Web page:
LEWIS A. ATKINSON was born in Gallia County,
Ohio, Apr. 24, 1821. He spent his boyhood and
earliest manhood in school and at work on the farm.
When eight yeas of age he united with the Methodist
Episcopal church, of which he remained a faithful and
consistent member until death. He was converted in
1843, and on Sept. 18 of the same year was licensed to
exhort. Just thirty-nine years from the day he
took out his first paper of authority to preach,
God gave him a call to a better country. He
received license as a local preacher May 9, 1846, and
the same year he joined the Ohio Conference and entered
upon the active work of the ministry. He was
married to Miss Amanda Long, Nov. 13, 1850.
He continued in the work of the ministry until bodily
affliction compelled him to retire from the active work.
His ministry was very earnest and very successful.
His energy was greater than his strength, so that he was
compelled to give up the regular ministry while yet
comparatively in early years, though he never ceased to
preach when he could. He had been in nearly every
neighborhood in Southern Ohio, and it is estimated that
he has buried 300 people. He received authority to
solemnize marriages in Scioto County, Ohio, Oct. 24,
1848. There is no record to show how many people
he joined in marriage up to the time he entered the
army, but the papers that he has preserved show that
since the war he has joined in marriage 216 couples. In
1862 he enlisted in the army in defense of his country.
Through all the years of his army life no braver man
stood on the battle-field than he. Through all
these years of trying army experience no man maintained
a higher character as a devoted, consistent Christian
than did he. On Sept. 20, 1862, Governor David
Tod appointed him First Lieutenant Company K,
Ninety-first Ohio Volunteer Infantry. Just twenty
years from the day of his appointment he was buried.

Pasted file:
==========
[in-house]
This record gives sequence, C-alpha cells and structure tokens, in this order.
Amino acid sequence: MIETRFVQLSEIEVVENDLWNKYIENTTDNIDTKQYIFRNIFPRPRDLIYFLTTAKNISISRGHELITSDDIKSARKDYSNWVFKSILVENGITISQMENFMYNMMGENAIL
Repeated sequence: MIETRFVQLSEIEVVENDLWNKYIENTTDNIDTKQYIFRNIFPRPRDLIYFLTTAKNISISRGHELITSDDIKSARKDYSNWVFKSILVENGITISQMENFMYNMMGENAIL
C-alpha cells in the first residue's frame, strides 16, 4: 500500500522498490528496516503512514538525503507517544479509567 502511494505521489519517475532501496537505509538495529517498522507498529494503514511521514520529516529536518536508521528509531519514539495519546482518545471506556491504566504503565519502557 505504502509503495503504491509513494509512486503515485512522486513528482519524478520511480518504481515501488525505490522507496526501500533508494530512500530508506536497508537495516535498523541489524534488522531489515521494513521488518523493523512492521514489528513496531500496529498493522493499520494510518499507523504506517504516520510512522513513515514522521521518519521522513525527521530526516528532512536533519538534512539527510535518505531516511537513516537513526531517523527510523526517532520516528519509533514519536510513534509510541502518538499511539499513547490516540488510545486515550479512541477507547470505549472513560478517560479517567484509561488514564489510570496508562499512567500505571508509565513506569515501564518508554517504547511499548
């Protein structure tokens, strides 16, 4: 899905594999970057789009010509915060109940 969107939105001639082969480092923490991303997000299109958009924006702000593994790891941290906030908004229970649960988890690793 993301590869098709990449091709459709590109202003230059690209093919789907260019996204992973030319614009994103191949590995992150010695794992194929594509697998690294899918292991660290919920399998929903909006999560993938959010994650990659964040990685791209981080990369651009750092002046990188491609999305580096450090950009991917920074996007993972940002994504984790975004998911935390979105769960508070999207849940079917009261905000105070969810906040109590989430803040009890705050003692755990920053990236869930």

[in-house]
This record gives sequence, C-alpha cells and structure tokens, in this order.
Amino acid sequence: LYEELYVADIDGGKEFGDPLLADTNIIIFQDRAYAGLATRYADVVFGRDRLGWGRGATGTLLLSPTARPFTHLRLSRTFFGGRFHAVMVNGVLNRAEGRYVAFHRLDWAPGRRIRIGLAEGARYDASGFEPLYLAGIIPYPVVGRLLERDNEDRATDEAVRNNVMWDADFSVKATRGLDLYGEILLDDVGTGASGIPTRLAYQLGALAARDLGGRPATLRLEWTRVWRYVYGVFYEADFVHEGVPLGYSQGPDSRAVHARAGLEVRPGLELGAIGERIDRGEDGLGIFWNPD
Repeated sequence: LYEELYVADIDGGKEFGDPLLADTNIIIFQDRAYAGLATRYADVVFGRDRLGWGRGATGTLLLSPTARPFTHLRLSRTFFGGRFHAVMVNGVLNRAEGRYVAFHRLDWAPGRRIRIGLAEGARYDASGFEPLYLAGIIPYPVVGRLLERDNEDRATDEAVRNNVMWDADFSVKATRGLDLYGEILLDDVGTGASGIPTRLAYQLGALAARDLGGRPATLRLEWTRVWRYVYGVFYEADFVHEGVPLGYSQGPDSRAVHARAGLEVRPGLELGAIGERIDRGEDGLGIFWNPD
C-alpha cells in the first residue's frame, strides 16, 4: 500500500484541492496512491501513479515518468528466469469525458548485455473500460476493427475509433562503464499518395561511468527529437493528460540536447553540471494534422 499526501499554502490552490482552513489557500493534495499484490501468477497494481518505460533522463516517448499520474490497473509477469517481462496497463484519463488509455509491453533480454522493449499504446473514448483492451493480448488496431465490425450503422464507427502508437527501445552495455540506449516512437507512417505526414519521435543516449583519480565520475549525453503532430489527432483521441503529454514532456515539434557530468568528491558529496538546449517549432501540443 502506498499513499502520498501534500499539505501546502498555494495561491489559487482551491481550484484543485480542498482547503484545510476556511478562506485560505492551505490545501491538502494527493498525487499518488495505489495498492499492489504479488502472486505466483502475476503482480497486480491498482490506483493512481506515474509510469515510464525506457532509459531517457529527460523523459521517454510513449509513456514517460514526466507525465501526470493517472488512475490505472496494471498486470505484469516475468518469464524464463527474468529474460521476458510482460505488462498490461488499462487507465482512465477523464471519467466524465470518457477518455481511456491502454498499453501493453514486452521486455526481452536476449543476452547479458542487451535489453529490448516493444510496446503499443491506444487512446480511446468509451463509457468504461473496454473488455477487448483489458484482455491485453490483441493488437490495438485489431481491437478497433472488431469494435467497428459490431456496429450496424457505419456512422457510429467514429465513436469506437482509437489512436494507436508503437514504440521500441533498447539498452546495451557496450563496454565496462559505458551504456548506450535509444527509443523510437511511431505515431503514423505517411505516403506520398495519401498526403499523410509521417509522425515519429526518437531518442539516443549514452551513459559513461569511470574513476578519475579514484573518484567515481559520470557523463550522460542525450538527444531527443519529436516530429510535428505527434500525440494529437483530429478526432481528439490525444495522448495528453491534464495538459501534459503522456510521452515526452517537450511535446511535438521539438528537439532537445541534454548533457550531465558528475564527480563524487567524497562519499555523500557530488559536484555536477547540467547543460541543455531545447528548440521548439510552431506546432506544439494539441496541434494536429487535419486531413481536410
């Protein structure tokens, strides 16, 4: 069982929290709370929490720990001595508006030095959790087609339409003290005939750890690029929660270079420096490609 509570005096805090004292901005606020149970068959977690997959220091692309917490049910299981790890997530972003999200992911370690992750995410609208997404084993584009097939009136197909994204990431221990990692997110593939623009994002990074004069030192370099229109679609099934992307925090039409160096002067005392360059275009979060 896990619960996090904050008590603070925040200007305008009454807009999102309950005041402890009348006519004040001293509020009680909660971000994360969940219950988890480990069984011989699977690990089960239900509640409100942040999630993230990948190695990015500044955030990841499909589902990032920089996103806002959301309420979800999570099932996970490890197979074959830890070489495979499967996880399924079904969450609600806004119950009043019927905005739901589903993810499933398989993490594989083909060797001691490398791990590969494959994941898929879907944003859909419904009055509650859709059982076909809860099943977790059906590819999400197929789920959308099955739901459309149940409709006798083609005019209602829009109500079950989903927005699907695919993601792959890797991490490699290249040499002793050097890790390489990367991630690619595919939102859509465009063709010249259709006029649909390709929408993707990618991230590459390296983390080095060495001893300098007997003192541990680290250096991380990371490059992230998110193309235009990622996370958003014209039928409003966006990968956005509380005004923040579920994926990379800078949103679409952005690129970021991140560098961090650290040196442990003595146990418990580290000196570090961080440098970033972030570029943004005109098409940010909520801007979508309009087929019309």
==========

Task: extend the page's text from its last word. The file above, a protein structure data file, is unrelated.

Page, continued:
Jan. 3, 1864, he received his appointment as Captain of
Company G, of the same regiment. He passed
unharmed through all the battles of his regiment except
the last two. He was dangerously wounded in the
battle of Winchester, Va., Sept. 19, 1864. He came
home about two weeks after he received his wounds,
suffered extremely for five weeks, went back and
received his discharge Feb. 3, 1865, and returned home.
Sixteen months later he had a relapse and was confined
to his room one year. He was Auditor of Jackson
County from March, 1867, to March, 1869, and his
political and official character was without a stain.
In 1872 he had another relapse from which he did not
recover for about thirteen months. Sunday, Aug.
13, 1882, he had another relapse, and after the most
intense suffering died from the effects of his wound,
Sept. 18, 1882, at Jackson, Ohio. Before going
into the battle in which he was wounded he called his
soldiers to order and offered up a prayer to God in
their behalf. Before the battle closed he fell,
bleeding and maimed, and eighteen years from the very
day of his wounds he lay shrouded in his coffin.
July 20, 1882, just two months before his burial, his
friends, to the number of about 300, gathered at his
home, and gave to him and his wife the pleasant surprise
of their presence, accompanied by presents to the value
of $300, as tokens of their esteem and love. The
only time during all his last sickness, when his intense
suffering seemed to relax, was for about five minutes,
which he spent in expressing his high appreciation of
the recent ovation given by his friends and neighbors.
This was to him the crowning event of his life and
seemed to him in a great measure to repay him for the
sacrifices and devotion of years gone by. Mr.
Atkinson had a deep Christian experience, and a
consistent life which commanded the confidence of all
who knew him. His whole life was a grand testimony
to his integrity and nobility of character. He was
always on the right side of any great moral question.
A man of strong convictions, he was unswerving in his
fidelity to the truth. In him was no guile or
hypocrisy. Although he is gone, his influence
still lives and can only be measured by eternity itself.
In the language of another: "Lewis A. Atkinson,
the Christian husband and father, the Christian citizen,
the Christian minister, the Christian public officer,
the Christian soldier and the Christian sufferer is at
History of Lower Scioto Co., Ohio - Publ. Chicago:
Inter-state Publishing Co. 1884 - Page 543